Improved Understanding of Processes Influencing the Effectiveness and Fate of Particulate Amendments

The Department of Defense (DoD) must maintain a continuous effort to characterize, treat, monitor and manage any contaminated groundwater sites under its purview. While many sites have been cleaned up, more complex locations remain. In situ particulate/colloidal amendments are designed to adsorb contaminants in groundwater, which reduce their dissolved phase concentration. Before these amendments can be applied as a common approach at sites, more research is needed to understand the processes influencing the effectiveness and fate of particulate amendments for in situ treatment of chemicals of concern (COCs) in groundwater.

The following new SERDP projects aim to improve site management, specifically for groundwater sites impacted by chlorinated volatile organic compounds (CVOCs) and per- and polyfluoroalkyl substances (PFAS), by improving tools and guidance for applying commercially available amendments at DoD sites.

  • Dr. Albert Juhasz at the University of South Australia and his team will use a combination of methods to examine claims regarding sorption/biodegradation of COCs on particulate amendments for in situ treatment of groundwater. This limited scope project will address COC bioavailability, biodegradability, and sorption concepts using model polycyclic aromatic hydrocarbons (phenanthrene) and PFAS. Research outcomes will provide a methodology for continual monitoring of model aquifers providing high sample density and permitting a robust and rapid analytical approach for particulate amendment assessment. ( Project Webpage)
  • At Virginia Tech, Dr. Cheng Chen and his team will improve the understanding of particulate amendment transport, compaction, and remedial efficacy in artificially created hydraulic fractures of low-permeability clay formations contaminated by CVOCs. They will use laboratory experiments and scalable numerical modeling tools to help DoD site managers and remediation practitioners better predict granular activated carbon (GAC) amendment transport and distribution in fractures across multiple spatial scales. Such insights will be extremely valuable in optimizing designs of field injection strategies for in situ environmental remediation at DoD sites. ( Project Webpage)
  • Dr. Neil Thomson at the University of Waterloo and his team will investigate the factors that affect the adsorption and desorption of PFAS on activated carbon (AC) in the presence of co-occurring chemicals, the transport and attachment of colloidal activated carbon (CAC) in porous media, and the long-term adsorption capacity and potential for PFAS re-release. The project team will evaluate the in situ immobilization of groundwater plumes containing PFAS by AC barriers that are created by injecting powdered activated carbon (PAC) or CAC into the subsurface. ( Project Webpage)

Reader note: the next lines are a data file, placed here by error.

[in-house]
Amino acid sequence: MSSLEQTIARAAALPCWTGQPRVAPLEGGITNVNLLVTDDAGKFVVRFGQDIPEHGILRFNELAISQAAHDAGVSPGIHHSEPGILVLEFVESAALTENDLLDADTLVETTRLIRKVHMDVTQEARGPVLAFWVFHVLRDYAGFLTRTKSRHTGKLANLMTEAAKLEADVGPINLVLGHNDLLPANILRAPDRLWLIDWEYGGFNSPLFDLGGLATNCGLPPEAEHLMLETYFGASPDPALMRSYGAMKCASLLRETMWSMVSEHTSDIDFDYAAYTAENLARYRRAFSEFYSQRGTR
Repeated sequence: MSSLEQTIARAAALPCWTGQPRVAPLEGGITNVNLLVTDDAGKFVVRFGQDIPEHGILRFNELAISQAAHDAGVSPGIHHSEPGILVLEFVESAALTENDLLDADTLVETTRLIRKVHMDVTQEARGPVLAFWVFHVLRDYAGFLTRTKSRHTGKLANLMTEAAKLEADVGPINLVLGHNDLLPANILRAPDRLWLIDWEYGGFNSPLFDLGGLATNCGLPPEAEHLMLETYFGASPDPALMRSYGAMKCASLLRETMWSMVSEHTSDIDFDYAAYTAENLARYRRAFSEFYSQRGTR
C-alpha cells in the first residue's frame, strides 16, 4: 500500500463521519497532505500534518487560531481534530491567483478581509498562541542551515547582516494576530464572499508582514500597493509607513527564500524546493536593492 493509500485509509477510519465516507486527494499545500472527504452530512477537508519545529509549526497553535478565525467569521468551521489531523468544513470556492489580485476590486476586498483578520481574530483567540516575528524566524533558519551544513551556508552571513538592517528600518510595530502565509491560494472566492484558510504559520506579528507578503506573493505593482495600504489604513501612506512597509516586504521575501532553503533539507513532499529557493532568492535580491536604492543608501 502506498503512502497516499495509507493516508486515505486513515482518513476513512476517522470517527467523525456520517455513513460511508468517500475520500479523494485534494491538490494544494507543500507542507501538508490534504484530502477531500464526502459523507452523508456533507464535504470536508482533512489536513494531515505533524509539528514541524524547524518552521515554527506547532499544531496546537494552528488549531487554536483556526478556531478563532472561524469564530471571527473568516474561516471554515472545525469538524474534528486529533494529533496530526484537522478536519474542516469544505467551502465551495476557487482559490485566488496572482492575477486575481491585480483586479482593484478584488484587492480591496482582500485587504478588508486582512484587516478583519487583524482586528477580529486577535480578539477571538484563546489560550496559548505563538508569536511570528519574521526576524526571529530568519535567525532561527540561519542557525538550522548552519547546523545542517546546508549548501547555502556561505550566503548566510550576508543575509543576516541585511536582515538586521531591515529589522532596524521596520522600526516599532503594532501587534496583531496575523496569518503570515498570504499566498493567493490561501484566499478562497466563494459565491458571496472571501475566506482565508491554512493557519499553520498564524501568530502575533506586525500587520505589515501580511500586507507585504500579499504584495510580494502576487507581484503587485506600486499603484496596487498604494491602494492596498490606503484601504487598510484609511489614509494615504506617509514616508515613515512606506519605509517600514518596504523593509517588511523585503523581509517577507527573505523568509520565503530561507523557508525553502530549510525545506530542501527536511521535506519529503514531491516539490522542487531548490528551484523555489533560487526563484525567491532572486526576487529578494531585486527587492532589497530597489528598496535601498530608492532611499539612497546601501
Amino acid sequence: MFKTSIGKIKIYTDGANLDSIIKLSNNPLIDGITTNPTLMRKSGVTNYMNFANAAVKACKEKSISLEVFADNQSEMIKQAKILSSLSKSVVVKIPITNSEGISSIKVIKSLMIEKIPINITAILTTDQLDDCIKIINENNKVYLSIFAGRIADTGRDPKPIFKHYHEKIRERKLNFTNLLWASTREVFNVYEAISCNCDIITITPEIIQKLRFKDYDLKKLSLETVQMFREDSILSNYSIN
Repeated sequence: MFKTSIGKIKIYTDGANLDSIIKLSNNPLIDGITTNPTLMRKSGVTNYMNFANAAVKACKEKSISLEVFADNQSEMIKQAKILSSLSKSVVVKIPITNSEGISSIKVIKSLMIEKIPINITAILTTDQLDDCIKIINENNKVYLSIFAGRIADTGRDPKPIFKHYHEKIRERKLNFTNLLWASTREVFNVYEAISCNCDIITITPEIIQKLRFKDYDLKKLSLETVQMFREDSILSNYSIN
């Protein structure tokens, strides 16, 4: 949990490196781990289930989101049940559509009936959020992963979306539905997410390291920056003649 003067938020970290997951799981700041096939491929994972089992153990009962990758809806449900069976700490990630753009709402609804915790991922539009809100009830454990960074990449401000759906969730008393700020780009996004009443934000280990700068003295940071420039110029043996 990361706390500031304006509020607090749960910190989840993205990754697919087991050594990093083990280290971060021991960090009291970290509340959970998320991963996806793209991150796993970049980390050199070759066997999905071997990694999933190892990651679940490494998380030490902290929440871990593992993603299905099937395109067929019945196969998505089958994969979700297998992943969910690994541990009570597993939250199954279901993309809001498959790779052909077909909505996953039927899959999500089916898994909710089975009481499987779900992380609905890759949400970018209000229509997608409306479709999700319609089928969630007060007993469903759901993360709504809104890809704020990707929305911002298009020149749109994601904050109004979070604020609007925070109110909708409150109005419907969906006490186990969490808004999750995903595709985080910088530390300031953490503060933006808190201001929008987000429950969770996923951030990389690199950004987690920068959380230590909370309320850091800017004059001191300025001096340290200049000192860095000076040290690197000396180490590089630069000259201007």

• At the University of Texas at Austin, Dr. Charles Werth and his team will determine the efficacy of particulate carbon amendment (PCA) in arresting down-gradient plume migration, and the operating parameters that maximize PCA performance. Project results will provide insight regarding injection of PCA in heterogeneous CVOC and PFAS groundwater aquifers and the technology’s ability to mitigate down-gradient plume migration. ( Project Webpage)
  • Dr. Dimin Fan from Geosyntec Consultants and his team will study the mechanisms and processes involved in AC-based treatment technology, characterizing and quantifying the dynamic interactions between adsorption and biodegradation. With a better understanding of these core processes, project results will help predict the long-term performance of this technology in applications at DoD sites. ( Project Webpage)
  • At the Oregon Health & Science University, Dr. Paul Tratnyek and his team will develop and validate a novel method for evaluating synergistic sorption/degradation effects in AC-amendments. This limited scope project will use laboratory experiments and numerical modeling to build a new electroanalytical tool for characterizing AC-amended systems and provide an improved quantitative conceptual understanding of AC-based sorption and degradation. ( Project Webpage)
  • Dr. Amanda Barker from the U.S. Army Engineer Research and Development Center’s Cold Regions Research and Engineering Laboratory will analyze the effectiveness of two mineral-based soil amendments to immobilize PFAS in groundwater systems. This limited scope project will conduct laboratory-based column flow through experiments and batch adsorption reactors to provide a better understanding of PFAS sorption and immobilization using these amendments.
  • At George Washington University, Dr. Xitong Liu and his team will evaluate the long-term performance of CAC for in situ treatment of PFAS-impacted coastal groundwater. The team will establish models for predicting CAC barrier to help DoD site managers select the appropriate CAC products for PFAS treatment.

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